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Shooting survivors are hidden victims in gun epidemic; U.S. sued after detained infant’s death | Morning Newsletter

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Until recently Jalil Frazier, a young father who was shot and paralyzed after he protected three children during a robbery in January, had been confined to the first floor of his Philadelphia rowhouse.
Until recently Jalil Frazier, a young father who was shot and paralyzed after he protected three children during a robbery in January, had been confined to the first floor of his Philadelphia rowhouse.Read moreJOSE F. MORENO / Staff Photographer

Here in this very newsletter, we far too often must report on the mass shootings and gun violence plaguing our communities. But when the press coverage ends, the victims left behind, the survivors of these shootings, become the hidden toll of the epidemic and face new realities we rarely see. My colleagues David Gambacorta and Helen Ubiñas have dug deep into the stories of these invisible victims for a truly important read this morning. Elsewhere in the news, Paul Manafort is making headlines again for his unraveling plea deal in the Russia probe and the U.S. government is being sued by a woman whose daughter died in Philadelphia after they were both detained by ICE.

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— Aubrey Nagle (@aubsn,

» READ MORE: Shot and Forgotten: Shooting victims face lifelong disabilities, financial burdens

Whether in the form of mass shootings endlessly covered by national media or inner city violence that attracts only glancing attention, the price of America's gun violence epidemic is staggering.

Between 2006 and 2014, patients suffering from gunshot wounds incurred $6.6 billion in hospital costs nationwide and in Philadelphia survivors face an average of $46,632 in medical costs.

Beyond hospital bills, shooting survivors often shoulder lifelong financial burdens and disabilities and struggle to find help. In the eyes of the public, they become the invisible victims.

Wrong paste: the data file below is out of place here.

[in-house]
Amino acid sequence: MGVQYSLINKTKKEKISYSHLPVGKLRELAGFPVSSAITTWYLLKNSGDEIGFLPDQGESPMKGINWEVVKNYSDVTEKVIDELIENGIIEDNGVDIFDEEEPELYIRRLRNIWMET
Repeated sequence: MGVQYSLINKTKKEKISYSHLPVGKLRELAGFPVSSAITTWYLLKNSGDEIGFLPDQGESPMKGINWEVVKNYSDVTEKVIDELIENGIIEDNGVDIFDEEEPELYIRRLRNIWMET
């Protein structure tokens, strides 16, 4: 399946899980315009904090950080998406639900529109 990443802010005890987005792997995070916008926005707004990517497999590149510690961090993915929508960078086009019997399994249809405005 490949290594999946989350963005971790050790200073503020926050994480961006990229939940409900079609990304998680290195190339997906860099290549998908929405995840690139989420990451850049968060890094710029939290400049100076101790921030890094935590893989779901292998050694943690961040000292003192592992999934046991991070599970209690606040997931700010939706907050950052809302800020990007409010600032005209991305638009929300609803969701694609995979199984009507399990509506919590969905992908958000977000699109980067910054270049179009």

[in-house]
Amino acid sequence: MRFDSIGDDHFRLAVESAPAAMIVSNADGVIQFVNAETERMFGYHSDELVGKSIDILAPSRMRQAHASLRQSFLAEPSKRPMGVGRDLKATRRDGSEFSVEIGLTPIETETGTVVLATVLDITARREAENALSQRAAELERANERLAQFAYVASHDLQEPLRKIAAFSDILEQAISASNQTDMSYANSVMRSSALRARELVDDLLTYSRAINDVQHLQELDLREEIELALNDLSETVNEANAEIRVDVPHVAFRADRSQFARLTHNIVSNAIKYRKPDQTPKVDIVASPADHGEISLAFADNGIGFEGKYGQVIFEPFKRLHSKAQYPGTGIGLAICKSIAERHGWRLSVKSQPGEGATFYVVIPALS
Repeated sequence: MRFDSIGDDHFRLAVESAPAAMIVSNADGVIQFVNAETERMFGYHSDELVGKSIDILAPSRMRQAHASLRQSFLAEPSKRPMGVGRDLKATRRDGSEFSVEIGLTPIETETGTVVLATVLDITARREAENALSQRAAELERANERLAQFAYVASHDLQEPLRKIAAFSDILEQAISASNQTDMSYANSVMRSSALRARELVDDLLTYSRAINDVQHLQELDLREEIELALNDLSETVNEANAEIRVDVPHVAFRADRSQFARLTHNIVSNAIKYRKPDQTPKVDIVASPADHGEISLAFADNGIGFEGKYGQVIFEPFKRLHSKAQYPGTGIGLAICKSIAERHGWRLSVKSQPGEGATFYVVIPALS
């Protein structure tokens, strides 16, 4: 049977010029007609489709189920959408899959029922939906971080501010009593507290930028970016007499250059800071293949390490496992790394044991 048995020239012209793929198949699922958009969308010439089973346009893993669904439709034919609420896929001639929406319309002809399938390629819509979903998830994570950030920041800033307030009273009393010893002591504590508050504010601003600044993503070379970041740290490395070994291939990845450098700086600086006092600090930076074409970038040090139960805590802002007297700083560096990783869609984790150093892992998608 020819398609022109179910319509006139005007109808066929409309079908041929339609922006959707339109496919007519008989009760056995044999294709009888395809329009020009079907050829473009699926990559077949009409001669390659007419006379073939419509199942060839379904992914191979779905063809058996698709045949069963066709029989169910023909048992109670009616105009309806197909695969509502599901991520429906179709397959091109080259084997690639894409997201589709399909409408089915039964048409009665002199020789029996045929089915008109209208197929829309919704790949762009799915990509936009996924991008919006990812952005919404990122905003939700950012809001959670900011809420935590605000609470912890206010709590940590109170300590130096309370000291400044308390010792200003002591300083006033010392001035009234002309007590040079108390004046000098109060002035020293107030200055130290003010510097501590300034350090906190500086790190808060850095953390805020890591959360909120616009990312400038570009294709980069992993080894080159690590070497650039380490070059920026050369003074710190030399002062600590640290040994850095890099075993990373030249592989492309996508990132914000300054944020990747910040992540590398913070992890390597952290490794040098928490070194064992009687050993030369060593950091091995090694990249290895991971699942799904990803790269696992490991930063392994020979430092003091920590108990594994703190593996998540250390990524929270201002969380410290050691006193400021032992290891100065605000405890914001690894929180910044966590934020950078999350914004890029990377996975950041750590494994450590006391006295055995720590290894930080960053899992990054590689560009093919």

» READ MORE: Manafort allegations throw new uncertainty into Russia probe

A report from the Guardian released Tuesday alleges former Trump campaign chairman Paul Manafort met secretly with WikiLeaks founder Julian Assange in March 2016, the same month he joined the Trump campaign.

Manafort's plea deal with special counsel Robert Mueller also unraveled this week after prosecutors say he repeatedly lied to investigators, an allegation Manafort denies.

Both events throw new elements of uncertainty into the Trump-Russia investigation currently underway.

» READ MORE: US sued for $60 million after infant in detention later died in Philadelphia

Yazmin Juarez, the mother of one-year-old Mariee who died in Philadelphia six weeks after being released from the nation's largest family detention center, has filed a legal claim seeking $60 million from the U.S. government for the child's death. Juarez's lawyers said Mariee developed a respiratory illness while she and her mother were detained by Immigration and Customs Enforcement.

Meanwhile, at the U.S.-Mexico border, critics are denouncing the use of tear gas to repel a crowd of migrants that included crying children on Sunday. President Trump defended the use of tear gas Monday, calling it "very safe."

What you need to know today

  1. After a flammable gas leak shut down the Delaware Memorial Bridge for hours Sunday, company and state investigators are reviewing the incident which occurred at the still-closed Croda chemical plant.

  2. Former state Attorney General Kathleen G. Kane must report to jail by Thursday morning after exhausting her legal options to appeal convictions on perjury and other charges.

  3. Two onetime allies of former New Jersey Gov. Chris Christie had most of their convictions in the Bridgegate scandal upheld Tuesday, but two convictions were tossed and new sentencing hearings were ordered for both.